By Elizabeth Lowe
Nearly one year to the day after an earthquake rocked the mid-Atlantic, the process of repairing the Basilica of the National Shrine of the Assumption of the Blessed Virgin Mary in Baltimore is set to begin.
Dozens of cracks began appearing in the interior basilica domes after the Aug. 23, 2011 5.8-magnitude earthquake.
Workers will fix cracks in the interior domes of the basilica, under the main dome in the center of the church and under domes in the apse and west end of the basilica.
Basilica leaders had hoped the building avoided structural damage, but inspections showed that cracks to the brick masonry structure were also sustained, said Douglas Johnson, capital project manager for the archdiocese. To repair the cracks, 17, 20-foot stainless steel rods will be epoxied into place.
A total of 65 archdiocesan parishes and schools – from Westminster to Edgewater – filed claims after the earthquake. Some buildings are still being repaired.
St. Patrick in Fells Point, which sustained $1.8 million in damage, reopened on Ash Wednesday this year.
The process of repairing the basilica, initially scheduled to begin in June, started Aug. 13 when scaffolding was delivered. Erecting the scaffolding is expected to take seven weeks, a process that began Aug. 16. Repairs should begin in early October.
Initially, parish leaders hoped the repairs would be finished by Ash Wednesday in February 2013. Now, the estimated completion date is set for March 31, Easter Sunday.
Work will be done Monday through Thursday, and Friday is set aside as the cleanup day to prepare for weekend use, Johnson said.
The scaffolding will be professionally draped and lit to make the basilica look presentable for weekend Masses and previously scheduled weddings.
More than 20 couples were planning weddings at the basilica, said Robert Reier, the basilica’s operations manager. Four couples have selected other churches, while 16 couples still plan to have their weddings there.
Weekday Masses and daily tours continue in the basilica’s undercroft, said Reier, who is setting up a camera in the church to live stream the construction.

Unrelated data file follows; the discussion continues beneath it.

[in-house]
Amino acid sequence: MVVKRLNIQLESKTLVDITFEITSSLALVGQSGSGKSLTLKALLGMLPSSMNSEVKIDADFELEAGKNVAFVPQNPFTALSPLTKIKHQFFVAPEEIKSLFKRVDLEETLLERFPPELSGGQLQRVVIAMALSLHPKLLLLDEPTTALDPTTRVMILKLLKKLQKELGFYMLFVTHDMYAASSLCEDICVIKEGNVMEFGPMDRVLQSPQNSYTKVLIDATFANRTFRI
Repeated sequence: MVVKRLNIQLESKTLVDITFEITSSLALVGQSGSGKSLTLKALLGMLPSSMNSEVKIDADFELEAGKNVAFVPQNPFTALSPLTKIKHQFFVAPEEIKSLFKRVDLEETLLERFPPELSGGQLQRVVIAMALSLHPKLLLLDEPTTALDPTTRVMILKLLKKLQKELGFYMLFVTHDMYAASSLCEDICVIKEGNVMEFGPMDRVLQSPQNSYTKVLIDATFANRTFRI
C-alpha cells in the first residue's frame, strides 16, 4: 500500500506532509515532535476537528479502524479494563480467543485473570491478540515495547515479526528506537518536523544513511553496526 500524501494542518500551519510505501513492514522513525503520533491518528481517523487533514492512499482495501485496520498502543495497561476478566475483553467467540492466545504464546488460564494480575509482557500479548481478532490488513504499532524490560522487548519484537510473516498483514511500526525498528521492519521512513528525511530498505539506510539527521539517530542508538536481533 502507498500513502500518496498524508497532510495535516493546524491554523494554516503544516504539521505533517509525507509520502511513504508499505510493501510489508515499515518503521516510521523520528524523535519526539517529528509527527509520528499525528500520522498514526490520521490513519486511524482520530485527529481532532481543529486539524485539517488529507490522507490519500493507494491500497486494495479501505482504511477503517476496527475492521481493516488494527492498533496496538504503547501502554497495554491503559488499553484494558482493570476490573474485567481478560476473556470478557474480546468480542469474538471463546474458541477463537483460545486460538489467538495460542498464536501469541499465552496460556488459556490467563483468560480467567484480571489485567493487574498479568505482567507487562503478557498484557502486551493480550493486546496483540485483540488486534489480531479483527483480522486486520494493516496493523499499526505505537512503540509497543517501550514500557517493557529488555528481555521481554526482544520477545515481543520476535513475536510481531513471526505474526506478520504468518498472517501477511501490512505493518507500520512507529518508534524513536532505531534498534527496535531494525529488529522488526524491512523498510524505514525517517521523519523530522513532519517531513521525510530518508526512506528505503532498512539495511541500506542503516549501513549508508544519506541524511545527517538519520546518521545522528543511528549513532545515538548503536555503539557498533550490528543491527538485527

“The primary issue” is keeping the basilica open, said Reier, who noted the construction “could be a hassle. We’re just not going to let it be a hassle.”
It would have been “very easy” to close the church completely, Reier said.
“If we closed the church, the possibility is people are going to go somewhere else and not come back,” Reier said. “This way we’re maintaining our schedule.”
Seventeen spots inside the basilica have been identified as in need of repairs, Johnson said, who expects that number to “grow a little bit.”
“The extent of it is to be seen as we remove the plaster,” Johnson said. “We don’t really know what we’re going to find until we take the surface off.”
The repairs are expected to cost between $3 million and $5 million, Johnson said.
The same team from Henry H. Lewis Contractors, the Owings Mills-based company that did the two-year, multi-million-dollar restoration of the basilica, is making the repairs, Johnson said.
The historic building – the first cathedral in the U.S. – reopened in 2006 after the restoration.
Monsignor Arthur F. Valenzano, rector of the basilica, said keeping it open for Masses and weddings is “a real blessing” and a “win-win.”
He is grateful for the “tremendous cooperation” from the archdiocese, basilica staff, volunteers and parishioners.
“What often happens is when you have a challenge the staff and volunteers rally behind it,” Monsignor Valenzano said. “It has been a challenge. It’s all good.”
Copyrigth (c) Aug. 17, 2012 CatholicReview.org